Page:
Civil War aftermath brings Captain America and Iron Man back together for a Marvel team-up comic

Captain America/Iron Man #1 excerpt
Captain America/Iron Man #1 excerpt (Image credit: Marvel Comics)

It's been 15 years since the conclusion of Marvel Comics' Civil War event that pitted Iron Man against Captain America in an ideological conflict. But there's something from the event's aftermath which is bringing the two heroes, who have long since squashed their beef, back together for a unique team-up title called Captain America/Iron Man.

In the just-released preview of November 8's Captain America/Iron Man #1 (of 5), Iron Man and Captain America are called in to apprehend a costumed criminal who was charged with killing three people. The twist is that it's a one-time hero, Fifty-One, who was part of Iron Man's post-Civil War 50-State Initiative.

The 50-State Initiative was a plan to have a superhero team for each of the 50 US states. Fifty-One was a recruit into Texas's Rangers team, which included Firebird, Phantom Rider, Red Wolf, Shooting Star, Texas Twister, Living Lightning, and Armadillo. Fifty-One and the Rangers haven't been seen much since 2013's Scarlet Spider #7 - #9 where he debuted and joined the team, but apparently, in the interim, he has gone rogue, killed some people in Minneapolis, and has hooked up with a group of hooded terrorists.

Check out this preview of Captain America/Iron Man #1:

(Yes, Fifty-One's name appears to be a reference to Area 51 given his alien-like appearance.)

Written by Derek Landy with art from Angel Unzueta, Captain America/Iron Man focuses on a new Hydra villain with connections to both heroes, who go on the hunt for the mysterious agent when she breaks out of prison. The as-yet-unnamed agent appears briefly in this preview in the prison jumpsuit, but isn't identified.

This won't be the first title Captain America and Iron Man have shared, though it is their first team-up title as a pair. Back in the '60s when Captain America was brought into the modern Marvel Universe, he and Iron Man both appeared in Marvel's Tales of Suspense title, with the heroes receiving their own separate stories in each issue.

Their adventures were split into two titles a few years later, with Iron Man moving to a new solo ongoing series, and Tales of Suspense being renamed as Captain America while retaining the same numbering.

In fact, it's those classic stories that inspired writer Landy to create the story at the heart of Captain America/Iron Man.

"Ever since the pandemic hit, I've been making my way through the old Marvel omnibuses, reading all the stories from the '60s that I'd only heard about/absorbed through osmosis – with Steve Rogers and Tony Stark being uppermost on the reading pile," Landy states in Marvel's announcement.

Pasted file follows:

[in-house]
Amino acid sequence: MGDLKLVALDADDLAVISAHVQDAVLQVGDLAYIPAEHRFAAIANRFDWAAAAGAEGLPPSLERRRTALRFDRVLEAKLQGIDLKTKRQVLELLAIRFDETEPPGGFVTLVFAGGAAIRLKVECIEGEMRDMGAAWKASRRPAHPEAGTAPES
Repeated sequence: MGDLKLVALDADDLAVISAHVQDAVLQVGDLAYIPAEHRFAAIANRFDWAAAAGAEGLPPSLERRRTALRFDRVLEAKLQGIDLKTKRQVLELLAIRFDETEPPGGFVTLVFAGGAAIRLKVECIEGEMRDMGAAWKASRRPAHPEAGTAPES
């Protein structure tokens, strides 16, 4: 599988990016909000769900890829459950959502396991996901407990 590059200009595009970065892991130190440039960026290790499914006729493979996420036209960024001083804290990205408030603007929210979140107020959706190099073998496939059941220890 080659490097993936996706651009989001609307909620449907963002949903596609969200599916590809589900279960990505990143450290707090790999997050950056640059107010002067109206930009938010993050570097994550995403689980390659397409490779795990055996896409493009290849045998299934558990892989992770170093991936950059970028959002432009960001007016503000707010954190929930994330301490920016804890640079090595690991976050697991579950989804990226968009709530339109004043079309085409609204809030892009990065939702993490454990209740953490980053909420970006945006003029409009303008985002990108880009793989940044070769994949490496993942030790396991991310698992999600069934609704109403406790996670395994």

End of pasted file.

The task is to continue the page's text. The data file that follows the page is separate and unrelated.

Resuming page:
"Little did I know that this was actually a prolonged bout of diligent and thorough research for which I should be roundly admired – nay lauded," he jokes. "The opportunity to write these characters is as daunting as it is thrilling, but with Ángel Unzueta on art duties, I'm reassured that it'll at least LOOK gorgeous."

Unzueta himself states that Captain America and Iron Man are his two favorite Marvel characters and that working with Landy has given him plenty of room to stretch his muscles as an artist and live up to his own admiration for the characters.

"He gives the script a great cinematographic sense in every panel and the choreography pushes me to be clear, detailed, and dynamic at the same time," Unzueta says of Landy's work on the title. "There are a lot of things to say about the relationship of these two Marvel heroes and Derek shows in this miniseries his deep understanding of their dynamic and services it into a great and relevant story: An instant classic!"

Alex Ross has illustrated the main cover to Captain America/Iron Man #1, with variant covers planned by Adam Kubert, Dan Jurgens, Patrick Gleason, Taurin Clarke, and Alex Ross again with a second version of his cover without the trade dress. Check them out here:

Captain America/Iron Man #1 (of 5) goes on sale on December 8.

Of course, Iron Man and Captain America have often teamed up - or in that one case we mentioned, fought against one another - in some of the best Marvel stories of all time

Chris Arrant

Chris Arrant covered comic book news for Newsarama from 2003 to 2022 (and as editor/senior editor from 2015 to 2022) and has also written for USA Today, Life, Entertainment Weekly, Publisher's Weekly, Marvel Entertainment, TOKYOPOP, AdHouse Books, Cartoon Brew, Bleeding Cool, Comic Shop News, and CBR. He is the author of the book Modern: Masters Cliff Chiang, co-authored Art of Spider-Man Classic, and contributed to Dark Horse/Bedside Press' anthology Pros and (Comic) Cons. He has acted as a judge for the Will Eisner Comic Industry Awards, the Harvey Awards, and the Stan Lee Awards. Chris is a member of the American Library Association's Graphic Novel & Comics Round Table. (He/him)